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Kim Voynar

By Kim Voynar

Go See This: Crime After Crime

In between last minute hectic tasks surrounding my daughter’s wedding, I finally managed to squeeze in watching the screener of Sundance doc Crime After Crime that came in the mail the other day. The film is playing LA and NY through July 14 before expanding to a city near you.

If you happen to live in Rochester, NY, my former adopted hometown, you can catch it at one of my fave old haunts, the Little Theater, July 14 as a part of the Ames-Amzalak Rochester Jewish Film Festival, and if you’re in San Francisco, you can catch it July 24 at the Castro during the San Francisco Jewish Film Festival. If you’re in neither of those places, there’s a nice list of limited release cities — including Seattle — where you’ll be able to catch it. And if you haven’t seen yet, even if you think docs about social justice are boring, trust me on this … get thee to a theater and see this film.

Crime After Crime follows the lengthy pro bono battle by a pair of attorneys who normally practice land use law to free Debbie Peagler, who in 1983 pled guilty to first degree murder in the death of her husband, Oliver Wilson, who, it was documented in legal papers, battered, harassed and threatened her and sexually abused her daughter. Director Yoav Potash unravels Debbie’s complex legal case with exemplary storytelling that tracks the eight year long battle undertaken by Josh Safran and Nadia Costa to gain justice and freedom for Debbie under a California law that allows the cases of battered women in prison for a crime related to their abuse to be reheard with that evidence taken into consideration.

The film is skillfully edited and scored, weaving eight years of events into a seamlessly told story that makes excellent use of suspense and emotion; if you don’t want to throttle everyone in the LA District Attorneys office — especially former DA Steve Cooley, who gave Safran and Costa a letter agreeing to lower the charges against Debbie to manslaughter (which carried a six-year maximum sentence in 1983) and set her free, only to renege on that promise shortly thereafter — well, I expect you’d be in the minority among those who see this film.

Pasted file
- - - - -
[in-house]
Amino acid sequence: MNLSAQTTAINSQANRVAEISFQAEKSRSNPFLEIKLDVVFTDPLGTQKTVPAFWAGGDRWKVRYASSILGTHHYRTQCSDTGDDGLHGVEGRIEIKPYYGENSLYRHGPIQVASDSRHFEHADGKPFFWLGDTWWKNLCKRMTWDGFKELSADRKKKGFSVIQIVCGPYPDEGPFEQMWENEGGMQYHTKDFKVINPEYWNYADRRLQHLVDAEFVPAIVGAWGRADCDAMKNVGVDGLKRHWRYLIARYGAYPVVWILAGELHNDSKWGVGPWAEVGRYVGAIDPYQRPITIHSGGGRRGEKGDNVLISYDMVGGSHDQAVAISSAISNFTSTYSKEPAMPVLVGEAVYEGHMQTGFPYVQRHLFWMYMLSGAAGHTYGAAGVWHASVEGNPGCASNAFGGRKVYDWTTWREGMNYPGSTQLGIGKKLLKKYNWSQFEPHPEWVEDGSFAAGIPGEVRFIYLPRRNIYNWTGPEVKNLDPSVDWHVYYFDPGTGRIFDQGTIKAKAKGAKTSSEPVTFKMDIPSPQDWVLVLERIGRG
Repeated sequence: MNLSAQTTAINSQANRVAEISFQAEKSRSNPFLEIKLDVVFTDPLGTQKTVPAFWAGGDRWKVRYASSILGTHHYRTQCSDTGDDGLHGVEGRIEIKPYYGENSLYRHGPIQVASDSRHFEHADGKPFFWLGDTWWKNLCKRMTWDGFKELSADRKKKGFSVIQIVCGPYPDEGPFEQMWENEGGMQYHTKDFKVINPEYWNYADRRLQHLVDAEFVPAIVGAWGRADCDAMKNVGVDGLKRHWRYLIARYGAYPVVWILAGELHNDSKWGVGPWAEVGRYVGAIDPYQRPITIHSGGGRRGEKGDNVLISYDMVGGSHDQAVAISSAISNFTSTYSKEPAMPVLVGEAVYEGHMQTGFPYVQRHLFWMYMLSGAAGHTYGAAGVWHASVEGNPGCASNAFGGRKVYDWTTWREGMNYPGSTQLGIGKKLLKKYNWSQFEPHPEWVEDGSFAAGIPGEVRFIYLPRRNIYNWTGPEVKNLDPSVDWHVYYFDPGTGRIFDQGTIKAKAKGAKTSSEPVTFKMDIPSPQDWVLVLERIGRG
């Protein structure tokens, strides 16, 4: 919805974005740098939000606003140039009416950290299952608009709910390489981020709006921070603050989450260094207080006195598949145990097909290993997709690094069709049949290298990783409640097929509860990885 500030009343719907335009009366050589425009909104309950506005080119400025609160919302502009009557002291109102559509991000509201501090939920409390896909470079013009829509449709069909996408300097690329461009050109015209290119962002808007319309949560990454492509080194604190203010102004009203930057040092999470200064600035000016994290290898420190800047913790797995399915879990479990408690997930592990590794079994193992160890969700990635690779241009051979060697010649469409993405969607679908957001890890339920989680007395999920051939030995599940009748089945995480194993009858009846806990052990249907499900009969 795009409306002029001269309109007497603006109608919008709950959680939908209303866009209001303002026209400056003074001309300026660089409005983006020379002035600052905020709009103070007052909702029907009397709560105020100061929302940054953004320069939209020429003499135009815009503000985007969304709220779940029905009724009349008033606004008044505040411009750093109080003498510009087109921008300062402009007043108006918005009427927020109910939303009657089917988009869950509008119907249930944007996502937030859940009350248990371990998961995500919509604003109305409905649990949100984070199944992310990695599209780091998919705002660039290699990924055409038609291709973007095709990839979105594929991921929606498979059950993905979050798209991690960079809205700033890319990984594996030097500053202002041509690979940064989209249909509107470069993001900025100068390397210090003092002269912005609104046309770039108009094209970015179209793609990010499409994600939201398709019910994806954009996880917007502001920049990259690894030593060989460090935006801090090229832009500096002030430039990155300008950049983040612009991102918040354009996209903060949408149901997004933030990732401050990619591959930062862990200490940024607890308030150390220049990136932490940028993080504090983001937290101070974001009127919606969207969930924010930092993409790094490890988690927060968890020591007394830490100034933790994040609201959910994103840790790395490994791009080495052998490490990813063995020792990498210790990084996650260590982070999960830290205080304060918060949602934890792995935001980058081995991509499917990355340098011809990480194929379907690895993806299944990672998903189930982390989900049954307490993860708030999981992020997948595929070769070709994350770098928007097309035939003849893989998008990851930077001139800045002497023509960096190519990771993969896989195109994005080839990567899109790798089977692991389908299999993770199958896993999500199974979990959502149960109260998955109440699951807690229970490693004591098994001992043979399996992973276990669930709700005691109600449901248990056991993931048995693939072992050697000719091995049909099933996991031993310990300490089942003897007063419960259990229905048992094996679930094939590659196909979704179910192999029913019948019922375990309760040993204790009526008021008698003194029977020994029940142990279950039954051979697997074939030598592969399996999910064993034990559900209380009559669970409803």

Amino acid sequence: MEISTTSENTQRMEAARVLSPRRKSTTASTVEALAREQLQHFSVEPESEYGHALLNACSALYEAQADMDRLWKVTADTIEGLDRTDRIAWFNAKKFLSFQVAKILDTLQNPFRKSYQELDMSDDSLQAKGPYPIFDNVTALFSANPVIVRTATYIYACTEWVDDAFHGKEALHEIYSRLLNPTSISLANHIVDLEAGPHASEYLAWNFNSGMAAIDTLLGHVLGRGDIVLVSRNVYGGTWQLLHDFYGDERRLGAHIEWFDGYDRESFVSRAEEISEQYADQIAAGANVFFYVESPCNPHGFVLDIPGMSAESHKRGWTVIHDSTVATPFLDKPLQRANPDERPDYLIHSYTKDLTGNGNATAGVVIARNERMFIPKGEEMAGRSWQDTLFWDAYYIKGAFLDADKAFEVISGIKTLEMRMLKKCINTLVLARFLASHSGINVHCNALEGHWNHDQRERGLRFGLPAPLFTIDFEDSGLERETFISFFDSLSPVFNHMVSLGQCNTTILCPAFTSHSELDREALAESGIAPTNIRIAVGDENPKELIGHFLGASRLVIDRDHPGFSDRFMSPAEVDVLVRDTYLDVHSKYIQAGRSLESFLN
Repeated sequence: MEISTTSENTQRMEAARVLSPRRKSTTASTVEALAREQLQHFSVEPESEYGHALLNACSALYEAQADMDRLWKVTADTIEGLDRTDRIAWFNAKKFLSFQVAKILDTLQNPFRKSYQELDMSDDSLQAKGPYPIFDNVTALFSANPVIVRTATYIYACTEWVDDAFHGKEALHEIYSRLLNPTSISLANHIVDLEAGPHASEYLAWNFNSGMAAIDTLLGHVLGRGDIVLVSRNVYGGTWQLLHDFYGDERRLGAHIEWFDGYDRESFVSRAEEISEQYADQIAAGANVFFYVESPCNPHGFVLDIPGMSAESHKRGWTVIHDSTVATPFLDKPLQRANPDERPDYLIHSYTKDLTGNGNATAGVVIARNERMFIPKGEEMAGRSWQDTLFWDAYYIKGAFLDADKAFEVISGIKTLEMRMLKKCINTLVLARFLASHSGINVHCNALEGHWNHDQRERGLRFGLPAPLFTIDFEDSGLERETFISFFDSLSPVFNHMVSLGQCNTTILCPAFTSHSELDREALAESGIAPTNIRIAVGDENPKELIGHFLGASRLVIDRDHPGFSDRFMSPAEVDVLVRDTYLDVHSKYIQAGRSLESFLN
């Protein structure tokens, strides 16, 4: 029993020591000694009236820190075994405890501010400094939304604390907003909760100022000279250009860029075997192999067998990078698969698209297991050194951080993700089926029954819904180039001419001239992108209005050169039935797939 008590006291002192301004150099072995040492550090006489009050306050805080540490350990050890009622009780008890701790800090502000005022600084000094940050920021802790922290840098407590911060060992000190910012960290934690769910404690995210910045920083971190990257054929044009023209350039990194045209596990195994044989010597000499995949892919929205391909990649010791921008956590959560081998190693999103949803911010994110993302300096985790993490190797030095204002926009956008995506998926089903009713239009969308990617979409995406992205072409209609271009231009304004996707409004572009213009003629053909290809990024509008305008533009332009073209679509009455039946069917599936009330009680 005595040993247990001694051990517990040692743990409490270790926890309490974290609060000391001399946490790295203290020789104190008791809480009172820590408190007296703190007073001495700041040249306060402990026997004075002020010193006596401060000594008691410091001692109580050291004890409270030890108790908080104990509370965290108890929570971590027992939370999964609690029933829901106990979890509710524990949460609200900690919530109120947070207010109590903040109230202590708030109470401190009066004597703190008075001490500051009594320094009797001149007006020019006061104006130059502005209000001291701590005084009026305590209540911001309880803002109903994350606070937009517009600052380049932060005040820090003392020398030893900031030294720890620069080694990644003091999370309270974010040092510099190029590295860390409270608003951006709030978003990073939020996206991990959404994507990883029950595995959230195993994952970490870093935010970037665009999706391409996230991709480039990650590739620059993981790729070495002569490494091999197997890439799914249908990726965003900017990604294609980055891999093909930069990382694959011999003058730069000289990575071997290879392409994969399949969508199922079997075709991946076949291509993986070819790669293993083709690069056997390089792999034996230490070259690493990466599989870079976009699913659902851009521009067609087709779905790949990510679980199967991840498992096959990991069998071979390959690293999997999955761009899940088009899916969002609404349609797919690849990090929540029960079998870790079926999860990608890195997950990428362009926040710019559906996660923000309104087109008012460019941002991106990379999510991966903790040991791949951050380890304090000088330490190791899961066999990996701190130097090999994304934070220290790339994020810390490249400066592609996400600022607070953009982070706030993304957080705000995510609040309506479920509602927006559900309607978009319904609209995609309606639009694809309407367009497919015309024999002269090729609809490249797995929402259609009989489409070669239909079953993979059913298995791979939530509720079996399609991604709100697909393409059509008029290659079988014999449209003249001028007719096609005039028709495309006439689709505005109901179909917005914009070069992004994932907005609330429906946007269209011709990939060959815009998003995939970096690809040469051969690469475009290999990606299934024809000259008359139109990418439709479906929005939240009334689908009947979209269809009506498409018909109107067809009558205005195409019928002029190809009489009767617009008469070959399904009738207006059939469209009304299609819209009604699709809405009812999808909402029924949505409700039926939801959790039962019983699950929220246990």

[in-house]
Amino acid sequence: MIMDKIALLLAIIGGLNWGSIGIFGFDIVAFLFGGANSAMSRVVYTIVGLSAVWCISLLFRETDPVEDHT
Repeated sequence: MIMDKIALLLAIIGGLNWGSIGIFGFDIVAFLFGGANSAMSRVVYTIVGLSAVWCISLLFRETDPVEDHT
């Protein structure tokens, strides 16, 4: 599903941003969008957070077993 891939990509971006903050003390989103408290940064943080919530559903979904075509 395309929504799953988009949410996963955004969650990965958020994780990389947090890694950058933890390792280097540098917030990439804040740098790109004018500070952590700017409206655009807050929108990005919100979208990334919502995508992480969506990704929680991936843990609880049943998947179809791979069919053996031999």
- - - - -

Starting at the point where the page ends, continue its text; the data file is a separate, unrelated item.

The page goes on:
Crime After Crime‘s socio-political and racial implications are reminiscent of another doc that debuted at Sundance, Tia Lessin and Carl Deal’s excellent Oscar-nommed Trouble the Water, about the devastating impact of Hurricane Katrina and the breaking of the levee on poor African-American New Orlean’s residents.

I love docs about all kinds of subjects. Where narratives tell our stories, documentaries capture slices of our history and our humanity in all their moments of light and darkness. Crime After Crime reveals both the darker and lighter sides of human nature, but dwells most heavily on the light, through Safran and Costa, of course, for their tireless effort to free Debbie Peagler, a woman they didn’t even know when they agreed to take on her case, but most especially for Debbie herself, who personifies grace, dignity and humanity through trial and tribulation most of us couldn’t begin to imagine living through.

See this film. You can see when it’s coming to a city near you — or request that it screen in your town if it isn’t slated there yet — right here on the film’s website.

Here’s the film’s trailer:

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One of the great movies. Charles Bronson, great, Charles Bronson. Great movies. Today you can’t make that movie because it’s not politically correct, right? It’s not politically correct. But could you imagine with Trump? Somebody says, oh, all these big monsters aren’t around he’s easy pickings and then shoot.”
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